Interested in history and sharing one of Portland's premier attractions? Bring Portland stories to life as a tour guide at Pittock Mansion.
- Greet visitors and answer questions
- Familiarize yourself with the information about the Mansion
- Lead three 50-minute tours through the Mansion
- Maintain excellent customer service
Impact: Tour Guides actively support the Mansion’s mission to inspire understanding and stewardship of Portland history through Pittock Mansion, its collections, and programs.
Training: All volunteers are required to attend a 2-hour training, and pass a background check. Tour Guides must sign up for multiple host shifts (see the post about hosting at Pittock Mansion), and shadow multiple tours before guiding their own.
Commitment: Tour Guide lead three 50 minute tours through the mansion: 11:30am, 12:45pm, & 2:00pm. Shifts are available 7 days a week, February through mid-November. (Tour guides are asked to host during the holiday season) Each shift is about 4-hours. There isn’t a maximum or a minimum number of shifts a volunteer must sign up for-schedules are flexible.
History of the Mansion and Pittock Family: Pittock Mansion was built in 1914 for one of Oregon’s most influential families, and it’s filled with rich history and remarkable stories. The Mansion is known for its architectural and technological prowess-original Otis elevator, central vacuum cleaning system, dumbwaiter, and thermostat-controlled central heating.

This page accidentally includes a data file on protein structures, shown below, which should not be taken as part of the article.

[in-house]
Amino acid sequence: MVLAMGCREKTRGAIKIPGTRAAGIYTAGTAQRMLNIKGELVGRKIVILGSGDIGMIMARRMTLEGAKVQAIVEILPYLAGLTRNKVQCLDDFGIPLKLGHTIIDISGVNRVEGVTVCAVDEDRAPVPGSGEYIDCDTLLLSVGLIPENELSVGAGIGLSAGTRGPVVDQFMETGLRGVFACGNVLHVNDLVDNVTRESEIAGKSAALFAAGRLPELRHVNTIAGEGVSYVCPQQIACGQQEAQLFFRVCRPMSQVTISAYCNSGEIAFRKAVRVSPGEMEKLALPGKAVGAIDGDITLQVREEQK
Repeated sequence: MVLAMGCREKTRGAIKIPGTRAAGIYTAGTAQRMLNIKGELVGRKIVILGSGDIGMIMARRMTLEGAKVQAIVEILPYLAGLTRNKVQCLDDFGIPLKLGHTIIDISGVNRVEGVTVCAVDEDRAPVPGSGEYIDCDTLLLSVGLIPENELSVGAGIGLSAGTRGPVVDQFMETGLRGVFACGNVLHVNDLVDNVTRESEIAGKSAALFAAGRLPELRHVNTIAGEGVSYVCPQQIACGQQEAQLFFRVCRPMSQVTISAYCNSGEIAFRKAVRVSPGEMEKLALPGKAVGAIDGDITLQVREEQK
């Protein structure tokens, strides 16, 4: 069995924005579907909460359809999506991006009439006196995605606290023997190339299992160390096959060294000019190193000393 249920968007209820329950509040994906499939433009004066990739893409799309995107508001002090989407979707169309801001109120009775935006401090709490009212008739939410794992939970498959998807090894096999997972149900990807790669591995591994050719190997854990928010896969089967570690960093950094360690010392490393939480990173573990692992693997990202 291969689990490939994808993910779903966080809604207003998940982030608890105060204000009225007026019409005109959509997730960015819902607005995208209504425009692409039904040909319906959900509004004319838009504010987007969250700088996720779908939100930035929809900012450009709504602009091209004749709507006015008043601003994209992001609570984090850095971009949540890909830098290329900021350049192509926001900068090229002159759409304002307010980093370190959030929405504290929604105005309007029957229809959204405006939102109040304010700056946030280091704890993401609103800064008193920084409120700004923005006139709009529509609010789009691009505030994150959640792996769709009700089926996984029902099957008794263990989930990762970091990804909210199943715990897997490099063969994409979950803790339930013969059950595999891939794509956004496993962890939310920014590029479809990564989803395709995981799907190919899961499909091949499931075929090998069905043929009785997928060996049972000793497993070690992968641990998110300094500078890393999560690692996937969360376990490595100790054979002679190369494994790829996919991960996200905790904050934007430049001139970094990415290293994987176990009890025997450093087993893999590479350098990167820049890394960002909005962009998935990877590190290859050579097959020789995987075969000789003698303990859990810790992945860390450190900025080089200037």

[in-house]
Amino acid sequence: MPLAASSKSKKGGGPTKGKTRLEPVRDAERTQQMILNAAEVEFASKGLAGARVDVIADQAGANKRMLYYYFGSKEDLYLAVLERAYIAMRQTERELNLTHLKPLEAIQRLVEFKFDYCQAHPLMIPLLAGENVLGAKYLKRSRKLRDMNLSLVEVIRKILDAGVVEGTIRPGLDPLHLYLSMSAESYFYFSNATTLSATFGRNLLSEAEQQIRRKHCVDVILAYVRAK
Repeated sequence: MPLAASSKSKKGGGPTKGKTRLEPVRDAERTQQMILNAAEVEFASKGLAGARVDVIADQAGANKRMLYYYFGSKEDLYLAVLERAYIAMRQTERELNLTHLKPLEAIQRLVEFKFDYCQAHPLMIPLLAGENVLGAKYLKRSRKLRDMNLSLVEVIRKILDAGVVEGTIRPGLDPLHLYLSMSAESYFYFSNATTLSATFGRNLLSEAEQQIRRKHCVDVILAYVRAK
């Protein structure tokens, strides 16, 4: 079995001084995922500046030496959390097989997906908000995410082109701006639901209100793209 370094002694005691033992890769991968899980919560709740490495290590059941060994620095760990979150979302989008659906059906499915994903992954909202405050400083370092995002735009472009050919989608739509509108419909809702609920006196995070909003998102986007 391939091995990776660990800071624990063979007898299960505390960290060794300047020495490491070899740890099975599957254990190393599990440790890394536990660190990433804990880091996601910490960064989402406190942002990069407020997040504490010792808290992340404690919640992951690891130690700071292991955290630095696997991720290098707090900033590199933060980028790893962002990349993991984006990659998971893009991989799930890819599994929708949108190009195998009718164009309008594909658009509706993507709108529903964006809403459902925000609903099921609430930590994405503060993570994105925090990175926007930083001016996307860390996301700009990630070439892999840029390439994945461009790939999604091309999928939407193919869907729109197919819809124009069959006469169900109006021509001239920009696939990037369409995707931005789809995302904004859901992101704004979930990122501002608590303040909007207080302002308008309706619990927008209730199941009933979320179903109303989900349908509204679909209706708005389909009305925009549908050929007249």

In 1853, Henry Pittock arrived in Portland "barefooted and without a cent." By 1860, Mr. Pittock had moved his way up as a typesetter to the owner of The Oregonian newspaper. Portland’s history is reflected in the unique lives of the Pittocks whose work, interests, and life stories still influence Portlanders today. Henry and Georgiana Pittock were activists, community builders, and lovers of the outdoors. Henry Pittock helped establish the Portland Rose Festival, the Mazamas climbing club, and the Oregon Riding Club. Georgiana Pittock was a gifted fundraiser for the Ladies Relief Society, Portland Women’s Union, and helped found the Portland Rose Society, holding the first rose show at her downtown home in 1889.
How to Apply: please contact Kyla Foster at email@example.com or (503) 823-3587.
Note: All floors of Pittock Mansion are elevator accessible to those able to transfer to a manual/push wheelchair. The 1913 elevator cannot accommodate powered chairs or scooters, due to its size and weight limitations. The Gate Lodge is not handicap accessible.